LIANE HANSEN, host:
This is WEEKEND EDITION from NPR News. I'm Liane Hansen.
On January 24th, 1984, Steve Jobs introduced the Macintosh computer to the world.
Mr. STEVE JOBS (Co-Founder/CEO, Apple): You've just seen some pictures of Macintosh. Now I'd like to show you Macintosh in person.
(Soundbite of electronic voice)
Unidentified Man: Hello, I am Macintosh. It sure is great to get out of that bag.
(Soundbite of cheering)
HANSEN: This past week, 26 years later, Mr. Jobs had a new product to unveil: the much anticipated iPad. Jobs introduced it as a device that would revolutionize the industry. The one-and-a-half pound slate computer will bring you books, movies, music and even word processing all on a 9.7-inch screen.
NPR's Laura Sydell was there at the unveiling, and she joins us now to talk about the reaction that this iPad is getting. Hi, Laura.
LAURA SYDELL: Hi, Liane.
HANSEN: So, you got your hands one. What did you think?
SYDELL: It's nice. The touch screen is beautiful and it has - you can use both a real and a virtual keypad. You can play games on it, watch movies. And, of course, it has books in color and that is the addition to the - what was, you know, the iTunes store - is they're going to start to have books. And the books will be interactive and that will be great.
And a lot of people are excited about the idea of textbooks. So you could have a textbook and maybe have a quiz at the end of a chapter. And wouldn't that be great? And, also, think of all those students who've been lugging around big, heavy textbooks. Oh, my goodness. They'd be so much lighter if you had it in this little - it's one-and-a-half pounds. That's it.
HANSEN: And, I mean, the price? Is that the price?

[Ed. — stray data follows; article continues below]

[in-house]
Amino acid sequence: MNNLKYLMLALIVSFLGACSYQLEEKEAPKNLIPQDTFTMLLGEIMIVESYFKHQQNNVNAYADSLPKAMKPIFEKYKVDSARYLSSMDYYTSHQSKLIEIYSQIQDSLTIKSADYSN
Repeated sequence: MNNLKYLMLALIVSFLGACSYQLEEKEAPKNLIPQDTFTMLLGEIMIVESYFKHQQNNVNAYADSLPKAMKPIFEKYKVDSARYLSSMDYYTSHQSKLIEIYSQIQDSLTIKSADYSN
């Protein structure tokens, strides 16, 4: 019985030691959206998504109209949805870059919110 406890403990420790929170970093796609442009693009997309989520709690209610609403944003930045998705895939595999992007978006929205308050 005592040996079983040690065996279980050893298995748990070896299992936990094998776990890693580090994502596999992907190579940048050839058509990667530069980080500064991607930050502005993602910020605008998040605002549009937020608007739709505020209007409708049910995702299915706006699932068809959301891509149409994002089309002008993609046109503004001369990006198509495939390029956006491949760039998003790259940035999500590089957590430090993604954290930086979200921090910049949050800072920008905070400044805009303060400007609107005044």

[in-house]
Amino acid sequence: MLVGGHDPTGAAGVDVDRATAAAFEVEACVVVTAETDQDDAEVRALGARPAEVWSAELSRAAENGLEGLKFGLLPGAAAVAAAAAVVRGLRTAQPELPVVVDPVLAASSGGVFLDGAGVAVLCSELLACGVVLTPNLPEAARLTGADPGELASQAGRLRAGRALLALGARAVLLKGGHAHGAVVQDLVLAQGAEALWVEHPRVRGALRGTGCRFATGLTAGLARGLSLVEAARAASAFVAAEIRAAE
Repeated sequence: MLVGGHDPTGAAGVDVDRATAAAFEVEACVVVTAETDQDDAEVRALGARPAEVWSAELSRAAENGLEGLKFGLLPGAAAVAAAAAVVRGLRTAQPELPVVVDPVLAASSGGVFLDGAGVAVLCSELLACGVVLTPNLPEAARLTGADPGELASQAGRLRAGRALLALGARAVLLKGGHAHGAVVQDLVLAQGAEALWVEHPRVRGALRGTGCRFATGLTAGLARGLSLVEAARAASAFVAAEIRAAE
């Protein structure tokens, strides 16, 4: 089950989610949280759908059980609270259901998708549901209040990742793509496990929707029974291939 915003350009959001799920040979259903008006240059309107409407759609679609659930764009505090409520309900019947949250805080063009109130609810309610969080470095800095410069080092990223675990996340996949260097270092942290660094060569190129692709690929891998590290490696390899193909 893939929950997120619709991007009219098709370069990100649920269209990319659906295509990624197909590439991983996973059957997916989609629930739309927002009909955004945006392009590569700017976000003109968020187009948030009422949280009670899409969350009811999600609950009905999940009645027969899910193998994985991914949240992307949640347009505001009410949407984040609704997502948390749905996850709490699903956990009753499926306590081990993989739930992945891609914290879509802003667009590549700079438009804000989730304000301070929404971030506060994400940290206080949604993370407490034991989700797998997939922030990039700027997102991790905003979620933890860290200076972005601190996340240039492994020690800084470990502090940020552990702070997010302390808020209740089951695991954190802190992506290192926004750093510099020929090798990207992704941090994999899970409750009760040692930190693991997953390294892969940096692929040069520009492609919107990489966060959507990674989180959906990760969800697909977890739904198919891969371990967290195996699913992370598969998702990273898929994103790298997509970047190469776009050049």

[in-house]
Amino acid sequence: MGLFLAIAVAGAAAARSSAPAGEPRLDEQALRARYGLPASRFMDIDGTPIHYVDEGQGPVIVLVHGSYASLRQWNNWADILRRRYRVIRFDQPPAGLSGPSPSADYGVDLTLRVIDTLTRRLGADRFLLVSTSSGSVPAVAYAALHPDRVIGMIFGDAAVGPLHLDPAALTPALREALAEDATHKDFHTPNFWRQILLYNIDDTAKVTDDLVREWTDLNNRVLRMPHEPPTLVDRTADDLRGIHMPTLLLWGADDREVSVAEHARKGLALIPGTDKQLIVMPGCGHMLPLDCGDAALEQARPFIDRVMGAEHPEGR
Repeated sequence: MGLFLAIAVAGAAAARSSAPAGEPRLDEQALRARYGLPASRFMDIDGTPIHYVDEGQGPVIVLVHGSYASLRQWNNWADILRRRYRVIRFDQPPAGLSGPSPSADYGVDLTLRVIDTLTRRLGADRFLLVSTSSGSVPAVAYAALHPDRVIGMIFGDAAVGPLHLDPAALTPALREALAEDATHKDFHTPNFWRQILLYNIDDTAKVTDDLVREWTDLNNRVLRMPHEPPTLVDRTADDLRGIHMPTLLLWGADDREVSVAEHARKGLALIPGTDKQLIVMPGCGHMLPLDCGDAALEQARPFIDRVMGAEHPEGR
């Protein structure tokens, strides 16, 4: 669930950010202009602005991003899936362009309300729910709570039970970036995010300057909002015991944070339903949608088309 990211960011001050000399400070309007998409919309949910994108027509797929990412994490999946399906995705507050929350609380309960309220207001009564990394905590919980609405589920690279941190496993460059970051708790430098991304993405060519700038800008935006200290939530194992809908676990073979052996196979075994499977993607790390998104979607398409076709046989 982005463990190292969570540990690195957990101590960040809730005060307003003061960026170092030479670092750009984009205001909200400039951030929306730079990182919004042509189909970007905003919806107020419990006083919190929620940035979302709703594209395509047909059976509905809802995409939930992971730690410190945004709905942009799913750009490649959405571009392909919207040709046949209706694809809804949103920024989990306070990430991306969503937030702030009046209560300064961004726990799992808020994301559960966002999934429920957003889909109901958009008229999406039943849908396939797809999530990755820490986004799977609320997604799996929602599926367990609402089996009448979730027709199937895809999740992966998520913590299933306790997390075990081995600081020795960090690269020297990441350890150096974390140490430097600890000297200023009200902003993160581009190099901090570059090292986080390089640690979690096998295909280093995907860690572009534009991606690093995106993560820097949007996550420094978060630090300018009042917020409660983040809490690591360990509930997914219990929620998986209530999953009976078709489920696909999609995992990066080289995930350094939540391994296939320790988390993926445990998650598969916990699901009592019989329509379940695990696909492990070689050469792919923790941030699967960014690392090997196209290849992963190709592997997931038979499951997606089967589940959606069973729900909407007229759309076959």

SYDELL: Oh, yes. Yes. The price is important on this.
SYDELL: The lowest priced one is $499, basically $500. That comes with WiFi. That's coming out in about two months. And then three months later, the higher-end ones, which will have 3G, and they're going up to $829. So, not cheap, but not, you know, as expensive as some thought.
HANSEN: No. No. But it's still lots of money. And I hear that people have been criticizing the iPad for what it doesn't have.
SYDELL: I'll give you the Zen answer: No camera, no phone, no Flash.
(Soundbite of laughter)
SYDELL: You know, and in some ways, you know, Flash - for people who don't know - is what animates a lot of things on the Web. So people are not happy about that.
HANSEN: So are there people who are finding it so lacking in certain ways, are they getting mad about it? Are they protesting?
SYDELL: Yeah, actually there was a small protest, believe it or not, outside of this announcement. That's how big a deal it was. The protest was about a couple of things. One is concern that they're going to put encryption on books. Now, people may remember when the iPod came out, you would download a song and you could only share it within your own system. You couldn't share it with other people; only make so many copies. Well, there's the fear right now, and it's not clear, but that they may do that with books as well. As for right now, finally Apple got rid of that encryption, that lock on the music.
So, but one thing people are particularly upset about is the apps store. So you have all these cool applications, right? That you're going to be able to put on your iPad, and the concern is that it has to be approved by Apple, right? Every single application. Problem is, if this is really like a computer on which you're going to do work and enterprise, would you want a laptop where you could only buy all of your software from one company? So, people are a little uneasy about that.
HANSEN: Big question, one that was asked before the unveiling and one that gets asked now. Is it a revolutionary device?
SYDELL: I'm not making any predictions yet, but so far I'm not sure. There could be an application that comes out between now and when they finally release it two months from now, maybe a newspaper, something that really makes it great. We don't know yet because it was like that with the iPod - it took a little while for it to catch on. Once the iTunes store got the record companies on board, it took off. So, we'll see.
HANSEN: NPR's Laura Sydell in San Francisco. Thank you, Laura.
SYDELL: You're welcome.
HANSEN: And if you'd like to see Steve Jobs' full Macintosh presentation from 1984, you can go to our blog npr.org/soapbox.
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